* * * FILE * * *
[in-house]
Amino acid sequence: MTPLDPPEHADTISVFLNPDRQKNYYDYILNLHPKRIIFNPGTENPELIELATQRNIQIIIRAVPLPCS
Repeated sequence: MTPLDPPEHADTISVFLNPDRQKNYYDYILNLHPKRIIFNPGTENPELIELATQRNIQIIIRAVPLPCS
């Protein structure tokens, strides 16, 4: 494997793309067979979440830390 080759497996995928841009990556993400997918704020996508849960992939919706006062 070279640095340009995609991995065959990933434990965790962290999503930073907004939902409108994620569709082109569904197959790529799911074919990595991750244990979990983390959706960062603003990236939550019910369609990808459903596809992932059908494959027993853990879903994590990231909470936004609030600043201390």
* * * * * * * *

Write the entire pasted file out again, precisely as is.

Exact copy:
[in-house]
Amino acid sequence: MTPLDPPEHADTISVFLNPDRQKNYYDYILNLHPKRIIFNPGTENPELIELATQRNIQIIIRAVPLPCS
Repeated sequence: MTPLDPPEHADTISVFLNPDRQKNYYDYILNLHPKRIIFNPGTENPELIELATQRNIQIIIRAVPLPCS
């Protein structure tokens, strides 16, 4: 494997793309067979979440830390 080759497996995928841009990556993400997918704020996508849960992939919706006062 070279640095340009995609991995065959990933434990965790962290999503930073907004939902409108994620569709082109569904197959790529799911074919990595991750244990979990983390959706960062603003990236939550019910369609990808459903596809992932059908494959027993853990879903994590990231909470936004609030600043201390």